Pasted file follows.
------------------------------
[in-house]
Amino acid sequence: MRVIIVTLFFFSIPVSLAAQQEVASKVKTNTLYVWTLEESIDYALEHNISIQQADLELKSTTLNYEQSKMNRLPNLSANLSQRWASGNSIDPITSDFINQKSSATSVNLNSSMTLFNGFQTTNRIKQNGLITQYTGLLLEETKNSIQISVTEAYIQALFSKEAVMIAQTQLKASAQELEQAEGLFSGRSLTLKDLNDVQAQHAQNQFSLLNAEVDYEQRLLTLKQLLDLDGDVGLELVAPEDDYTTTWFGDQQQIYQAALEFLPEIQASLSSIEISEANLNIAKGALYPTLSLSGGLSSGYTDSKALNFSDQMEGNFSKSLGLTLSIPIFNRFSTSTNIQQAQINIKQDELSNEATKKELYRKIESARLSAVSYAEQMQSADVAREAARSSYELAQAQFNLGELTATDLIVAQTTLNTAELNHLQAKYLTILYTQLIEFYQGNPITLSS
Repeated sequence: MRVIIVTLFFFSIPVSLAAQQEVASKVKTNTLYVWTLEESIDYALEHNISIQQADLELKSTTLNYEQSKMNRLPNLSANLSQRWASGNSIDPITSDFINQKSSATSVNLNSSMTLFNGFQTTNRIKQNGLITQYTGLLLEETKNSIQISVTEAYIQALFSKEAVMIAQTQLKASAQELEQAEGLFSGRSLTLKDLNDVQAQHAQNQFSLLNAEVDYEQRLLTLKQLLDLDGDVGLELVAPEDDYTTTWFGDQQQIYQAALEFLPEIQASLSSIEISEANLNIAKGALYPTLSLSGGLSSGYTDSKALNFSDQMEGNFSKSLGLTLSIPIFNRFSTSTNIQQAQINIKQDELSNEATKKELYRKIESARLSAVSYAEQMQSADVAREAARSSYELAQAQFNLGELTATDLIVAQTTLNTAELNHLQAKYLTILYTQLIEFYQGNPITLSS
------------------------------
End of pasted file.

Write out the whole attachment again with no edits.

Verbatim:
[in-house]
Amino acid sequence: MRVIIVTLFFFSIPVSLAAQQEVASKVKTNTLYVWTLEESIDYALEHNISIQQADLELKSTTLNYEQSKMNRLPNLSANLSQRWASGNSIDPITSDFINQKSSATSVNLNSSMTLFNGFQTTNRIKQNGLITQYTGLLLEETKNSIQISVTEAYIQALFSKEAVMIAQTQLKASAQELEQAEGLFSGRSLTLKDLNDVQAQHAQNQFSLLNAEVDYEQRLLTLKQLLDLDGDVGLELVAPEDDYTTTWFGDQQQIYQAALEFLPEIQASLSSIEISEANLNIAKGALYPTLSLSGGLSSGYTDSKALNFSDQMEGNFSKSLGLTLSIPIFNRFSTSTNIQQAQINIKQDELSNEATKKELYRKIESARLSAVSYAEQMQSADVAREAARSSYELAQAQFNLGELTATDLIVAQTTLNTAELNHLQAKYLTILYTQLIEFYQGNPITLSS
Repeated sequence: MRVIIVTLFFFSIPVSLAAQQEVASKVKTNTLYVWTLEESIDYALEHNISIQQADLELKSTTLNYEQSKMNRLPNLSANLSQRWASGNSIDPITSDFINQKSSATSVNLNSSMTLFNGFQTTNRIKQNGLITQYTGLLLEETKNSIQISVTEAYIQALFSKEAVMIAQTQLKASAQELEQAEGLFSGRSLTLKDLNDVQAQHAQNQFSLLNAEVDYEQRLLTLKQLLDLDGDVGLELVAPEDDYTTTWFGDQQQIYQAALEFLPEIQASLSSIEISEANLNIAKGALYPTLSLSGGLSSGYTDSKALNFSDQMEGNFSKSLGLTLSIPIFNRFSTSTNIQQAQINIKQDELSNEATKKELYRKIESARLSAVSYAEQMQSADVAREAARSSYELAQAQFNLGELTATDLIVAQTTLNTAELNHLQAKYLTILYTQLIEFYQGNPITLSS